A Conductive Alloy: A 'Whole Institution' Approach to Student (Mis)Conduct

Alexander, M. , Broad, J., Hutcheson, J. and Struan, A. (2023) A Conductive Alloy: A 'Whole Institution' Approach to Student (Mis)Conduct. In: International Conference on Education and New Developments (END 2023), Lisbon, Portugal, 24-26 Jun 2023, pp. 292-295. ISBN 9789893510636

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Student academic (mis)conduct is a source of significant organizational, strategic, and local risk, both to an educational institution and to the individual. While a university must uphold both its academic standards and its moral responsibilities, an individual student also needs to take responsibility for the originality of their work and the honesty of their degree outcome. The risk for a student can range from a lowered outcome to expulsion, while an academic institution lives or dies by its reputation. However, the general model of managing academic misconduct in a university setting is often fragmented and lacks clear ownership: often teaching and research staff educate their students on disciplinary standards, units for academic literacy provide centralized academic practice provision and can offer remedial support, and an academic standards division will manage the process of penalizing those students whose misconduct has been identified. The realities of large and complex academic institutions, often with high levels of devolved authority, often preclude a more holistic view. For example, at the stage of reprimand and redress, intentionality is not taken into account: a mistake in referencing or attribution without an intent to mislead is nonetheless still an instance of submitting the work of others for credit. This is a process issue often not appreciated fully by some academics involved in advising students, who focus on the idea of a student having planned or not to deceive a marker. Therefore, at the pre-offence stage, where a student is being inducted into new academic practices, care must be taken to bring the knowledge of the team in charge of imposing penalties directly into the process of training and advising students. In response to this, the present paper describes work undertaken at the University of Glasgow to develop a new integrated culture to tackle issues of academic integrity across the institution. We describe a partnership between colleagues in academic departments, our academic literacies/Learning Development team, our Student Conduct Team and colleagues from academic standards and policy to focus on a wide-view approach to student conduct, in order to shift the focus from reprimand and redress to ‘before the offence’. We therefore propose a joined-up model that brings together this centralized teaching of good academic practice, systems and processes managing academic misconduct cases, and academic staff working within subject areas. This model places academic integrity, ownership of responsibility, and good academic practice at the centre of the student experience.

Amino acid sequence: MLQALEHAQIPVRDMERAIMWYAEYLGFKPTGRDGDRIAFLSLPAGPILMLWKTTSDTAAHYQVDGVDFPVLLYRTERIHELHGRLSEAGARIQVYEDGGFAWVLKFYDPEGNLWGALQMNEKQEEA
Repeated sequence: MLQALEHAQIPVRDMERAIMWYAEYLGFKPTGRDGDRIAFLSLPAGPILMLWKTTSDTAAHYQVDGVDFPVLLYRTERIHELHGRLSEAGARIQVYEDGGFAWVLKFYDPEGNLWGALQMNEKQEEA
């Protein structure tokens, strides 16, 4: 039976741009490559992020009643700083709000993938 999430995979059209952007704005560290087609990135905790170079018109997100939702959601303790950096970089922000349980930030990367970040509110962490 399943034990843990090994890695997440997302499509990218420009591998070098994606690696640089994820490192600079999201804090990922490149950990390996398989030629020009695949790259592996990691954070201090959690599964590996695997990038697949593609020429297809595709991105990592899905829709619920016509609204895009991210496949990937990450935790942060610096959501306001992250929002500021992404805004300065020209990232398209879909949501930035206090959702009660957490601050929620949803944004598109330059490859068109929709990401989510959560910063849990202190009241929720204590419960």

Item Type:Conference Proceedings
Glasgow Author(s) Enlighten ID:Broad, Ms Jane and Hutcheson, Mrs Jenny and Alexander, Professor Marc and Struan, Dr Andrew
Authors: Alexander, M., Broad, J., Hutcheson, J., and Struan, A.
Subjects:L Education > L Education (General)
L Education > LB Theory and practice of education
L Education > LB Theory and practice of education > LB2300 Higher Education
College/School:College of Arts & Humanities > School of Critical Studies > English Language and Linguistics
University Services > Student and Academic Services > Academic Services

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